We are a team of visualization researchers at the University of Utah. Our interests include the process of designing and developing visualizations, visualization for biology, visualization frameworks, and, more generally, visualization of big, heterogeneous, and complex datasets.
Blog And News
Doing a PhD in computer science (or any other field) is a challenging but often intellectually fulfilling experience. I certainly had a great time in grad school, and I’m sure that many other students also did.
There are several guides out there that discuss how to apply to grad school in CS, and they contain very useful advice. I want to contribute a complementary perspective here: I want to talk about what you should do, starting maybe in your second or third year of college, to increase your chances of getting into grad school.
I’m writing this because I sometimes get requests for letters of recommendation for grad school from students that take a class I’m teaching who I otherwise don’t know. The classes I teach are often rather large (~100 students) so that I unfortunately don’t have an opportunity to get to know many students that well....
Image by Clara Nellist, used with permission.
I’ve been thinking a lot about how to structure VIS in my role as a member of the reVISe committee. Last week at VIS, the committee got a few questions regarding changes to the review process. reVISe explicitly did not tackle reviewing beyond what was necessary for the unification of the three conferences. One step after another.
I do have some personal opinions about the review process and what we should (not) change, which I wrote up here. Note that this does NOT reflect the reVISe committee’s opinion – we didn’t even discuss most of these issues.
So, here we go:
1. We should be doing double-blind reviews.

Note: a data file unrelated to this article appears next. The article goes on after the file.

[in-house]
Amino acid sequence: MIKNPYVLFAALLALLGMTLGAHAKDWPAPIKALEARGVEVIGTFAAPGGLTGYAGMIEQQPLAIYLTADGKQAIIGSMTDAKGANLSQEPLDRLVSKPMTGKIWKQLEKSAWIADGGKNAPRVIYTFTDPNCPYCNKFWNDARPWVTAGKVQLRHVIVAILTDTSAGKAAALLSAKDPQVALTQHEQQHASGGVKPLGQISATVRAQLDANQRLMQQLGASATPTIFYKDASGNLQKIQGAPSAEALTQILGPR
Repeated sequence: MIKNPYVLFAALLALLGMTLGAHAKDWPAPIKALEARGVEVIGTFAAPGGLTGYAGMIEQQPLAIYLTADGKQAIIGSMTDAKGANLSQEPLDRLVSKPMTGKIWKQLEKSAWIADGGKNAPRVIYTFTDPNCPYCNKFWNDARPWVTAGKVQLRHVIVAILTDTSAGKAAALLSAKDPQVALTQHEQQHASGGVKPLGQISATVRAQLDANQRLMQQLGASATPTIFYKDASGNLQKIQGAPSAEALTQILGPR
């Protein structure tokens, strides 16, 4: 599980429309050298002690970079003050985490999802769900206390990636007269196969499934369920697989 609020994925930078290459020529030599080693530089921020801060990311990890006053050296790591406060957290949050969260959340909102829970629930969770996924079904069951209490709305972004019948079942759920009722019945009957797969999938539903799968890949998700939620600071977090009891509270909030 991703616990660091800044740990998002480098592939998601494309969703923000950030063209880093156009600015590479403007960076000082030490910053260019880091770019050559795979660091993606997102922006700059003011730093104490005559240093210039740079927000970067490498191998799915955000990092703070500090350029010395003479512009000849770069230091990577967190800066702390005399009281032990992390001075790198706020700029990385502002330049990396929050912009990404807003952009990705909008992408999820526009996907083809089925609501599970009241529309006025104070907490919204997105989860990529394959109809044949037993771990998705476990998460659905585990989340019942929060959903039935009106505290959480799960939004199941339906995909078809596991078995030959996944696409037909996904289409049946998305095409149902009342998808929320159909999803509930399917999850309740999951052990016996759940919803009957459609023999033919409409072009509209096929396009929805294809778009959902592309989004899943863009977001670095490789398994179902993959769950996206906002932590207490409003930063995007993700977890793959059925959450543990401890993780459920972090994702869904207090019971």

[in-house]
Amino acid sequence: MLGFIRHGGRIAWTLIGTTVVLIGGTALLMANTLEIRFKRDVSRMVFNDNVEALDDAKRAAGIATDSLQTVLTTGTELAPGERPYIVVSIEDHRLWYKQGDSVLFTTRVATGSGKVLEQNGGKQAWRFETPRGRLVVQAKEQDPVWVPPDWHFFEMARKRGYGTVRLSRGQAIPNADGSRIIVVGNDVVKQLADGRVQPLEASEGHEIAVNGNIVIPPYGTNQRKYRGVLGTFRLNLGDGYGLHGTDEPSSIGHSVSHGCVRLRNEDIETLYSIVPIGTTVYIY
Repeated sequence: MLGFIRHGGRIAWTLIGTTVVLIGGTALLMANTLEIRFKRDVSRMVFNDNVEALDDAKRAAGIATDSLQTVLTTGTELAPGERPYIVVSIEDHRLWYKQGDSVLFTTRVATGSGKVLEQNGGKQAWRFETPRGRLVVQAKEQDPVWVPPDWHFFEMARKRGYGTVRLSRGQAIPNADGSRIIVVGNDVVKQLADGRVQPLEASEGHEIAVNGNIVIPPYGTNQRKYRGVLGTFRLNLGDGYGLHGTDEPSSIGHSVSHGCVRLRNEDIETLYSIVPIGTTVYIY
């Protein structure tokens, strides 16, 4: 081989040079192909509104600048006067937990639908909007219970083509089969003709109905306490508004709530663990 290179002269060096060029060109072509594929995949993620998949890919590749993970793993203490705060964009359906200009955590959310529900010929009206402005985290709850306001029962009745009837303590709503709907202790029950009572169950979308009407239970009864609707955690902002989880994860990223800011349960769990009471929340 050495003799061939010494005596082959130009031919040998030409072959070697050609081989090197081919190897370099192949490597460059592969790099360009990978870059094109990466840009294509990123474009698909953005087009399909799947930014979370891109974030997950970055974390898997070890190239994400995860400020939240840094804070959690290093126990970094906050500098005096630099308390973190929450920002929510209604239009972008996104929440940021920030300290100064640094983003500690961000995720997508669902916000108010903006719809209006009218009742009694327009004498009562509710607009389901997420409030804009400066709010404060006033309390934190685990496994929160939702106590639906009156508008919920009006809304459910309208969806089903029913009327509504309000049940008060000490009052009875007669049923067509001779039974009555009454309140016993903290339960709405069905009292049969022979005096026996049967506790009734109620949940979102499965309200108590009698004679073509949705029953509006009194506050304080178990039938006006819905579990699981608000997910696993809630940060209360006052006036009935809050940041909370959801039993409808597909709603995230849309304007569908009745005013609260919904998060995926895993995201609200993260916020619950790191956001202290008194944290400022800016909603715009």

Research in our lab is often conducted through design studies; applied visualization research to address real-world problems. In recent work, we experimented with methods to conduct design studies from an interpretivist perspective. In this blog post, we advocate for interpretivist design studies and give recommendations for conducting design studies through an interpretivist lens. This perspective can lead to more diverse contributions, more rigor, and learning opportunities.
But first – what is an interpretivist design study? What do we mean by interpretivist? Much of the established methods for conducting scientific research is grounded in a positivist approach to inquiry, where there is a single reality that can be understood by observation. Interpretivism stands in contrast to positivism and holds that reality is subjective, socially constructed, and a composite of multiple perspectives. Through this lens, research is inherently shaped by the researcher, who brings their own subjective view of observed...
How did we get to that particular analysis result? That’s a question that’s easy to answer when we do data analysis with scripting languages, such as R and Python. In fact, computational notebooks such as Jupyter notebooks, Observable, or R Markdown have come remarkably far in fulfilling Knuth’s vision of literate programming – programming that emphasizes readability and understandability.
In contrast, if we use a visual analysis system – with its many advantages – to investigate a research question, we might arrive at a conclusion through a sequence of actions (view specifications, filters, brushes) but these sequences are typically lost after the analysis and can’t be easily reproduced and scrutinized. And while computational notebooks make it easy to add comments to justify analysis decisions, most visual analysis systems can’t capture an analyst’s thought process.
So can we achieve reproducibility in interactive web-based visualizations? How? These are questions we are looking at in...